December 08, 2019
The intimation was that South Leeds already has all that, and the positivity that bounced around the room before, during and after the launch event of Leeds Citizens’ ‘South Bank for South Leeds’ scheme certainly supported that view, except that the whole crux of the exercise was to demonstrate that number one was a given, and that people should never simply presume that numbers two and three were too.
As it happens, the event did showcase everything that is positive about the South Leeds area - not just Holbeck and Beeston, but Hunslet, Middleton and Cottingley too – and also put some building blocks in place to ensure that imminent regeneration provides credible employment opportunities that are filtered directly into the local community, and that the council supports these developments and provides the necessary infrastructure.
Figures taken from the Council’s official South Bank Leeds Regeneration Framework, and frequently repeated during the evening, promised 35,000 jobs and 8,000 new homes through various schemes in the area, and Leeds Citizens – a community organisation committed to listening, researching and establishing what local people REALLY want to see in these developments – is charging itself not just with doing what it can to ensure these things actually happen, but also is helping to make sure that these jobs and houses directly benefit those in the local community who really need them the most. And where money for new local infrastructure is forthcoming from developments - via a percentage of the Community Infrastructure Levy (CIL) – input to decision-making is given that responds to the root cause of some long-standing issues as well as responding to any challenges of new development.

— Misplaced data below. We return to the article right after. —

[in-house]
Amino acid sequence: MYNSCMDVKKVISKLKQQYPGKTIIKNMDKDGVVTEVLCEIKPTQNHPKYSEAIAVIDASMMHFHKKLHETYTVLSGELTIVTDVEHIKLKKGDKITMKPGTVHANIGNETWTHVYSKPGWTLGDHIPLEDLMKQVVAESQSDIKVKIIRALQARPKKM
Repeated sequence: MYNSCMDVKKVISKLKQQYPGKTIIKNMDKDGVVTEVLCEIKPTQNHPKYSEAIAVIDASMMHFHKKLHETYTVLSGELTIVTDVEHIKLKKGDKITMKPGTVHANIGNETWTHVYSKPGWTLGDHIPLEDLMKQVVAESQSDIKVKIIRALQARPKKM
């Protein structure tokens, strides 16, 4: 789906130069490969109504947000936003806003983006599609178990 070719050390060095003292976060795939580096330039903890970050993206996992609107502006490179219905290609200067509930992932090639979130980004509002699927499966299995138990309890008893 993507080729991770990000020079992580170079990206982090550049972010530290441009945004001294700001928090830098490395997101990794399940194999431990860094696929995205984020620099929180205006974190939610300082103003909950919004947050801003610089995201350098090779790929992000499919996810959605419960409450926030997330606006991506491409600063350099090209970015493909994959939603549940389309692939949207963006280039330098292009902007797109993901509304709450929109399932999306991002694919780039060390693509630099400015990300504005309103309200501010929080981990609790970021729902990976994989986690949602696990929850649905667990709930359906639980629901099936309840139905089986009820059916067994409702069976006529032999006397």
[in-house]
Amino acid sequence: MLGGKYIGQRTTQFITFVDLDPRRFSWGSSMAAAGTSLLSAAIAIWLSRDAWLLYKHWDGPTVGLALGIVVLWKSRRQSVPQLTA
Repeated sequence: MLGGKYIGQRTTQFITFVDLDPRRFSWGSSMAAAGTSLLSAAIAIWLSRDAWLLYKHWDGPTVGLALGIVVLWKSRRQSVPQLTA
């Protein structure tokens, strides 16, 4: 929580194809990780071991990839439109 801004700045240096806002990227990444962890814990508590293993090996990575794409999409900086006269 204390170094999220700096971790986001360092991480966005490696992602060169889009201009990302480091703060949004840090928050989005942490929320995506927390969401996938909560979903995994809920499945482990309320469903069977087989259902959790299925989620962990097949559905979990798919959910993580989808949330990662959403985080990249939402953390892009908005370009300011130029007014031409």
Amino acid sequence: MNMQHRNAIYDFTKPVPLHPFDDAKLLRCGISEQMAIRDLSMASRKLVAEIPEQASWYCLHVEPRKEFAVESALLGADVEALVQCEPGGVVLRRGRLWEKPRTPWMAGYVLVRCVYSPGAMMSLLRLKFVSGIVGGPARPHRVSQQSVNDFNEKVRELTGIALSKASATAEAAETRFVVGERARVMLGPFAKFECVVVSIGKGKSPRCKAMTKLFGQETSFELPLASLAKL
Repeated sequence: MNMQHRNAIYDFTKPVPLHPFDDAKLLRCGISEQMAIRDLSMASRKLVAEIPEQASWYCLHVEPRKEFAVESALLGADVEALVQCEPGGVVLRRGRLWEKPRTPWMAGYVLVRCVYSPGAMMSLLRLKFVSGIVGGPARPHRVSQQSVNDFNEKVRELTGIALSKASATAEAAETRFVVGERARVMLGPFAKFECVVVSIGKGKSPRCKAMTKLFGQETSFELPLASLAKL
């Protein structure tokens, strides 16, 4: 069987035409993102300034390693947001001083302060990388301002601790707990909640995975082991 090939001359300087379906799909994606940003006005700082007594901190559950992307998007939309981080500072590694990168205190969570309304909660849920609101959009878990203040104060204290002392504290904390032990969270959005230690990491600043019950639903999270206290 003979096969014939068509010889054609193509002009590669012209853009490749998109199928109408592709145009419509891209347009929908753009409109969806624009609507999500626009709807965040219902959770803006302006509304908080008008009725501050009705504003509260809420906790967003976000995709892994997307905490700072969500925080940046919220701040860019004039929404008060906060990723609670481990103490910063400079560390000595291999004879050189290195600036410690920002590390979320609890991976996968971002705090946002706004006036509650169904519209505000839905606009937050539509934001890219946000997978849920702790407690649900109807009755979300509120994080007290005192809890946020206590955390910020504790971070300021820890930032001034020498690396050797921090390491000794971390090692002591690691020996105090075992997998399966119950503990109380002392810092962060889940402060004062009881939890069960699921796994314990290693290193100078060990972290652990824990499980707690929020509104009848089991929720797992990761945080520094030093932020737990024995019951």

(Photo credit: Becky Howcroft - Jackson Turner addresses a packed room at The Holbeck)
In an area that has a strong sense of community but is too often highlighted as an example of urban degeneration, social isolation and modern infrastructure planning gone wrong, it was absolutely understandable that an air of scepticism surrounded the launch of a scheme that’s very foundation is to ensure that promised regeneration does not become just another empty pipe dream. This was the basis for the theatrical opening from Jackson Turner of St Luke’s Cares, a satirical dig at the Utopian vision that regeneration is often peddled as (or perceived to be), but perhaps a revealing aide-memoire that people in South Leeds have been sold these kind of quixotic dreams once-too-often.
A message of hope and positivity was also overpowering amongst some dire realism portrayed in poetry and song presented by local people and which showcased the past, present and future of an area brimming with a talent, passion and articulation that is all-too-easy to keep hidden under a bushel.
But in terms of Rolf’s three pillars of a successful community, the evening’s events proved to be an encouraging indication that, if they are not firmly in place yet, there is a visible pathway to making sure they are.
The people were definitely there, with the 100-plus audience packed into Slung Low’s main auditorium at The Holbeck club, consisting of representatives from the many local community groups that make up the Leeds Citizens assemblage. This included local churches, schools, charities and community groups and represented the wide diversity of cultures that exists in South Leeds. Perhaps most importantly, the people all came to the event with a positive attitude; a commitment to listen, to be open and honest, but also to be realistic in their expectations.
(Photo credit: Becky Howcroft - a choir of parents from Ingram Road Primary School sing their own composition 'Holbeck - our promised land")